Background and methods: The frequency of infection with multidrug-resistant Mycobacterium tuberculosis is increasing. We reviewed the clinical courses of 171 patients with pulmonary disease due to M. tuberculosis resistant to rifampin and isoniazid who were referred to our hospital between 1973 and 1983. The patients' records were analyzed retrospectively. Their regimens were selected individually and preferably included three medications that they had not been given previously and to which the strain was fully susceptible.
Results: The 171 patients (median age, 46 years) had previously received a median of six drugs and shed bacilli that were resistant to a median of six drugs. Thus, their regimens were frequently not optimal. Of 134 patients with sufficient follow-up data, 87 (65 percent) responded to chemotherapy (as indicated by negative sputum cultures for at least three consecutive months); 47 patients (35 percent) had no response, as shown by continually positive cultures. The median stay in the hospital was more than seven months. In a multivariate analysis, an unfavorable response was significantly associated with a greater number of drugs received before the current course of therapy (odds ratio, 4.0; 95 percent confidence interval, 1.6 to 9.9; P < 0.001) and with male sex (odds ratio, 2.5; 95 percent confidence interval, 1.1 to 6.2; P < 0.03). Twelve of the patients with responses subsequently had relapses. The overall response rate was 56 percent over a mean period of 51 months. Of the 171 patients, 63 (37 percent) died, and 37 of these deaths were attributed to tuberculosis.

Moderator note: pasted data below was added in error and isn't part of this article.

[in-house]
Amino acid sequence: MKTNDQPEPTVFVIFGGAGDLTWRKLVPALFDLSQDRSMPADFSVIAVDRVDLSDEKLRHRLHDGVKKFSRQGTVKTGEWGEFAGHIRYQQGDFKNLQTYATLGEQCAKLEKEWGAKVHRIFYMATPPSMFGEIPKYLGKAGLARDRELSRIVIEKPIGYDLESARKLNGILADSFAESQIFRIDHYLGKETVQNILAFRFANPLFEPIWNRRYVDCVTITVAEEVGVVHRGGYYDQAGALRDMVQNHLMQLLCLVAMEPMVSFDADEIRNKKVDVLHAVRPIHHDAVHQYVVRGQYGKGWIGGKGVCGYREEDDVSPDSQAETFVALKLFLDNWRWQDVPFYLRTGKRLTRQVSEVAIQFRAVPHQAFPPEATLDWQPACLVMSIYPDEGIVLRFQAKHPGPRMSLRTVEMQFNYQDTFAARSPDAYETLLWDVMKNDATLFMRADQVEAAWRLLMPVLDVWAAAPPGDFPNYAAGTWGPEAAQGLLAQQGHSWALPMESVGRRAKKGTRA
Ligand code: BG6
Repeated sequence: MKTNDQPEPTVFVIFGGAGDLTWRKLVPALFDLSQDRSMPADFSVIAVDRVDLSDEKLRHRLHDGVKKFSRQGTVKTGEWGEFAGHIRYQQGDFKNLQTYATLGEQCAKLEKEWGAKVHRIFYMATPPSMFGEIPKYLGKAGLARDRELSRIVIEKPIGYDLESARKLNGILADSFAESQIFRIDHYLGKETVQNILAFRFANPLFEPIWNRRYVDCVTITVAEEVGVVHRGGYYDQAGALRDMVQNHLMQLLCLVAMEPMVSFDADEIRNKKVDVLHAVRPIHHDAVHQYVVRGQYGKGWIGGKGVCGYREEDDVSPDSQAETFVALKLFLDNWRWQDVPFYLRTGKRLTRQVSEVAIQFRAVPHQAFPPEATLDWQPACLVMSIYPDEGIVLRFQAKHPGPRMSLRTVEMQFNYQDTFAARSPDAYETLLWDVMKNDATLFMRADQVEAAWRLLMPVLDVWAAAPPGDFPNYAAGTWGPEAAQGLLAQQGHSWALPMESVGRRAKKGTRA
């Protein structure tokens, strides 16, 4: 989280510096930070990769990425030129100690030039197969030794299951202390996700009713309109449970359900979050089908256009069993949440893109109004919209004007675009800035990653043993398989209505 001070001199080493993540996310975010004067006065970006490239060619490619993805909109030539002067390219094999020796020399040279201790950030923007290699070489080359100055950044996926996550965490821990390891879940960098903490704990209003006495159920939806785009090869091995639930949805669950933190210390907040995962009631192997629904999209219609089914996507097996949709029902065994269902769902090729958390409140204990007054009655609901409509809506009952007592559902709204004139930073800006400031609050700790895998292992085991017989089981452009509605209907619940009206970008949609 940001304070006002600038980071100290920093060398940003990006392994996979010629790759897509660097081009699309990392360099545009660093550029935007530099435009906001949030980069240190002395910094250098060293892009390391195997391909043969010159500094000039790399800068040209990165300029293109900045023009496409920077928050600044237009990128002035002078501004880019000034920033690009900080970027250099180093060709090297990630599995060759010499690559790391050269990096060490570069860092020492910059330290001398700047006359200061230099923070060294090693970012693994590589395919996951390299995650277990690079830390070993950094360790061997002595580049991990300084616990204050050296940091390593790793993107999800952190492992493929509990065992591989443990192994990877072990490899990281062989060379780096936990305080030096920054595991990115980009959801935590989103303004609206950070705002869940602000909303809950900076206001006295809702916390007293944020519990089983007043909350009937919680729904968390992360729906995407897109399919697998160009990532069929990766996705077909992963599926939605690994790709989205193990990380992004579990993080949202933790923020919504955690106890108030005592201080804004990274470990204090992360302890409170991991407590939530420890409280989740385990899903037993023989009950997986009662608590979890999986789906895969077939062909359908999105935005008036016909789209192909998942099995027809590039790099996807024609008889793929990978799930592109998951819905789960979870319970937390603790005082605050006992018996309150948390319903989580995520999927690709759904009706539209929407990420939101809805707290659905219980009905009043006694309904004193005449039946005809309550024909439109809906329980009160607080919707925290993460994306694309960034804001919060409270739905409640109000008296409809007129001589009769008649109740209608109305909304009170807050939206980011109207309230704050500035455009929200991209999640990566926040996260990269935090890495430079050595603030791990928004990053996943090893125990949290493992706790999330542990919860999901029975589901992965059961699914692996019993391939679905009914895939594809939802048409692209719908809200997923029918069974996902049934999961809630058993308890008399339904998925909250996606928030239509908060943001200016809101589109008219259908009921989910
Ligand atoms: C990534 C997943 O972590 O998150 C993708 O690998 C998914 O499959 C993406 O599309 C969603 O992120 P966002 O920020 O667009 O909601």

Conclusions: For patients with pulmonary tuberculosis that is resistant to rifampin and isoniazid, even the best available treatment is often unsuccessful. Only about half of such patients eventually have negative sputum cultures despite carefully selected regimens administered for extended periods. Failure to control this resistant infection is associated with high mortality and ominous implications for the public health.